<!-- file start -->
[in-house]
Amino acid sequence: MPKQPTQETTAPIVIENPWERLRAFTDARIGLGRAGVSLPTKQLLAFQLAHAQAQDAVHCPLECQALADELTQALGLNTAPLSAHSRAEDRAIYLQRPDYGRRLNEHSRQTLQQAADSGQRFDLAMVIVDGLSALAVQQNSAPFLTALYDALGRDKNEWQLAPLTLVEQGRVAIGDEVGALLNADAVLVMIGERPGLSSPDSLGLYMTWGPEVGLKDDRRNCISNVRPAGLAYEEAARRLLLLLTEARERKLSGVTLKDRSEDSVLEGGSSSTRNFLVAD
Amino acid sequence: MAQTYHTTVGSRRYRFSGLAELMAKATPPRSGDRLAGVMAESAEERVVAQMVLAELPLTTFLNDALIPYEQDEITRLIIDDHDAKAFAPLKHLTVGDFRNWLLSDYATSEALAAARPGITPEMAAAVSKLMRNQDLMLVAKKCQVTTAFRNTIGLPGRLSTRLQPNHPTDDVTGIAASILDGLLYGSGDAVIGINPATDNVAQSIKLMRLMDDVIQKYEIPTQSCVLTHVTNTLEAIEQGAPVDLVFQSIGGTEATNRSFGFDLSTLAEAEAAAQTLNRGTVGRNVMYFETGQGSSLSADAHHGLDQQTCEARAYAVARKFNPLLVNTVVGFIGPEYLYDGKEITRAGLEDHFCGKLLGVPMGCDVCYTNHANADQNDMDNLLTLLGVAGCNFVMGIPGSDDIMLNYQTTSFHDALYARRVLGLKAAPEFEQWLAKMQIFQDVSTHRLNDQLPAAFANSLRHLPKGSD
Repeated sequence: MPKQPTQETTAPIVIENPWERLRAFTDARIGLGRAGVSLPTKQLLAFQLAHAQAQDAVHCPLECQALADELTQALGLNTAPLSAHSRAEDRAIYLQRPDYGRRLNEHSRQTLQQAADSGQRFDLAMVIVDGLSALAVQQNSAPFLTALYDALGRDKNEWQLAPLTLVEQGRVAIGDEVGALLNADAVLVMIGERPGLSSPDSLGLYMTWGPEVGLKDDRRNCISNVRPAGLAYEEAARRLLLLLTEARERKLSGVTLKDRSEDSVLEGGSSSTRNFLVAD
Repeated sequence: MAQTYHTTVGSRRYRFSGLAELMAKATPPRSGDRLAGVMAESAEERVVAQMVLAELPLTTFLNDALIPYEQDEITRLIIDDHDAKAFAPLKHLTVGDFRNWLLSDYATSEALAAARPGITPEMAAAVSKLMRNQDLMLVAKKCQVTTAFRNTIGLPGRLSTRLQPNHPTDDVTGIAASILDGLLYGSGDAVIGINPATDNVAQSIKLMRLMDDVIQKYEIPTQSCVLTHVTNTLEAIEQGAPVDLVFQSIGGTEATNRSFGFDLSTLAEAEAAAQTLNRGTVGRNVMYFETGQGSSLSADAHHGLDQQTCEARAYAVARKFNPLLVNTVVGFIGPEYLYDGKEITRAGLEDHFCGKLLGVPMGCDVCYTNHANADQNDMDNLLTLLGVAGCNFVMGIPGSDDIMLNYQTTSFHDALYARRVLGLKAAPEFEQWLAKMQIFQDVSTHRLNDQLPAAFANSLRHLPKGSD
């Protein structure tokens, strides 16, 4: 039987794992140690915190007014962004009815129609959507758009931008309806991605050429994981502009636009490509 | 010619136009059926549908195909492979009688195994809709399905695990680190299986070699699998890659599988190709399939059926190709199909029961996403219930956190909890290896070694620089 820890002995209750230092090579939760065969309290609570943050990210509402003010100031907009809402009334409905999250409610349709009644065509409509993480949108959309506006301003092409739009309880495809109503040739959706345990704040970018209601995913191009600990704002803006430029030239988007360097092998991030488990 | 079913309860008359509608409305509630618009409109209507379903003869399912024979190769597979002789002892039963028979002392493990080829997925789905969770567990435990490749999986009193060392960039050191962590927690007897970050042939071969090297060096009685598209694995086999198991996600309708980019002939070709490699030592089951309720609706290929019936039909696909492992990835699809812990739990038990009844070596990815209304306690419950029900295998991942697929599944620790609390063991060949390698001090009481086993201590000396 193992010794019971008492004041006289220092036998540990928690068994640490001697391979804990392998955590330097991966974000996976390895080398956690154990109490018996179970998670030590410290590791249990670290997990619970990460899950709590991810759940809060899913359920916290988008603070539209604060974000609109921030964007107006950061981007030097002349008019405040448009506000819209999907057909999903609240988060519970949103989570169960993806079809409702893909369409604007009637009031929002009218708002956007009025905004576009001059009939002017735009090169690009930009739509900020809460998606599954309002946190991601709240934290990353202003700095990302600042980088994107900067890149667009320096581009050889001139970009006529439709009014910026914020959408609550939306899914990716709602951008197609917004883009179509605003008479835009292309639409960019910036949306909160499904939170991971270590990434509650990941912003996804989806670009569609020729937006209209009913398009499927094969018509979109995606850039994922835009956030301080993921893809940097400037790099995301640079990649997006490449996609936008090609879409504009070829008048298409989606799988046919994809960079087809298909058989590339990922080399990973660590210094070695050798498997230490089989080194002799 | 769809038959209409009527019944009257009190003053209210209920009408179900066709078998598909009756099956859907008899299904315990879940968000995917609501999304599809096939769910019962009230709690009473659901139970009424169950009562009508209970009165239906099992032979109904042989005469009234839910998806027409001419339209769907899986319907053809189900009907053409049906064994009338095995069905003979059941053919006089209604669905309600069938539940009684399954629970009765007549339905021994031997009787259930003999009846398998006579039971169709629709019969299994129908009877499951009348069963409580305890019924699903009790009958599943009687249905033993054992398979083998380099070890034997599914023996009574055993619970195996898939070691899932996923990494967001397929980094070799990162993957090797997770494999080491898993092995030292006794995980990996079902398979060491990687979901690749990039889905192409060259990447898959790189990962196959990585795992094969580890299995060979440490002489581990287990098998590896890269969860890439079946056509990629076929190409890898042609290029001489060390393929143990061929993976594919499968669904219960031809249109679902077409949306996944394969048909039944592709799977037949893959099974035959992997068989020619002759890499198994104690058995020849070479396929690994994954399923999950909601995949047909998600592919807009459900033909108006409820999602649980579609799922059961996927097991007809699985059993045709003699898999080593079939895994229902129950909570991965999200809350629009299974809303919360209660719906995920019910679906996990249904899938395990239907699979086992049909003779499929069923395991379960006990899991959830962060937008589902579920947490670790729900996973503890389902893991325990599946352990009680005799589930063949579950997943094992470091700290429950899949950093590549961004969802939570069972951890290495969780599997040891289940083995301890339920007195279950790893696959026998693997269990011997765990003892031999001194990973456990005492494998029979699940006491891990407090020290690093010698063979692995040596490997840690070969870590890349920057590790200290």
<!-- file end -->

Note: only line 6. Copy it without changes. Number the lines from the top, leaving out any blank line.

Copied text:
């Protein structure tokens, strides 16, 4: 039987794992140690915190007014962004009815129609959507758009931008309806991605050429994981502009636009490509 | 010619136009059926549908195909492979009688195994809709399905695990680190299986070699699998890659599988190709399939059926190709199909029961996403219930956190909890290896070694620089 820890002995209750230092090579939760065969309290609570943050990210509402003010100031907009809402009334409905999250409610349709009644065509409509993480949108959309506006301003092409739009309880495809109503040739959706345990704040970018209601995913191009600990704002803006430029030239988007360097092998991030488990 | 079913309860008359509608409305509630618009409109209507379903003869399912024979190769597979002789002892039963028979002392493990080829997925789905969770567990435990490749999986009193060392960039050191962590927690007897970050042939071969090297060096009685598209694995086999198991996600309708980019002939070709490699030592089951309720609706290929019936039909696909492992990835699809812990739990038990009844070596990815209304306690419950029900295998991942697929599944620790609390063991060949390698001090009481086993201590000396 193992010794019971008492004041006289220092036998540990928690068994640490001697391979804990392998955590330097991966974000996976390895080398956690154990109490018996179970998670030590410290590791249990670290997990619970990460899950709590991810759940809060899913359920916290988008603070539209604060974000609109921030964007107006950061981007030097002349008019405040448009506000819209999907057909999903609240988060519970949103989570169960993806079809409702893909369409604007009637009031929002009218708002956007009025905004576009001059009939002017735009090169690009930009739509900020809460998606599954309002946190991601709240934290990353202003700095990302600042980088994107900067890149667009320096581009050889001139970009006529439709009014910026914020959408609550939306899914990716709602951008197609917004883009179509605003008479835009292309639409960019910036949306909160499904939170991971270590990434509650990941912003996804989806670009569609020729937006209209009913398009499927094969018509979109995606850039994922835009956030301080993921893809940097400037790099995301640079990649997006490449996609936008090609879409504009070829008048298409989606799988046919994809960079087809298909058989590339990922080399990973660590210094070695050798498997230490089989080194002799 | 769809038959209409009527019944009257009190003053209210209920009408179900066709078998598909009756099956859907008899299904315990879940968000995917609501999304599809096939769910019962009230709690009473659901139970009424169950009562009508209970009165239906099992032979109904042989005469009234839910998806027409001419339209769907899986319907053809189900009907053409049906064994009338095995069905003979059941053919006089209604669905309600069938539940009684399954629970009765007549339905021994031997009787259930003999009846398998006579039971169709629709019969299994129908009877499951009348069963409580305890019924699903009790009958599943009687249905033993054992398979083998380099070890034997599914023996009574055993619970195996898939070691899932996923990494967001397929980094070799990162993957090797997770494999080491898993092995030292006794995980990996079902398979060491990687979901690749990039889905192409060259990447898959790189990962196959990585795992094969580890299995060979440490002489581990287990098998590896890269969860890439079946056509990629076929190409890898042609290029001489060390393929143990061929993976594919499968669904219960031809249109679902077409949306996944394969048909039944592709799977037949893959099974035959992997068989020619002759890499198994104690058995020849070479396929690994994954399923999950909601995949047909998600592919807009459900033909108006409820999602649980579609799922059961996927097991007809699985059993045709003699898999080593079939895994229902129950909570991965999200809350629009299974809303919360209660719906995920019910679906996990249904899938395990239907699979086992049909003779499929069923395991379960006990899991959830962060937008589902579920947490670790729900996973503890389902893991325990599946352990009680005799589930063949579950997943094992470091700290429950899949950093590549961004969802939570069972951890290495969780599997040891289940083995301890339920007195279950790893696959026998693997269990011997765990003892031999001194990973456990005492494998029979699940006491891990407090020290690093010698063979692995040596490997840690070969870590890349920057590790200290």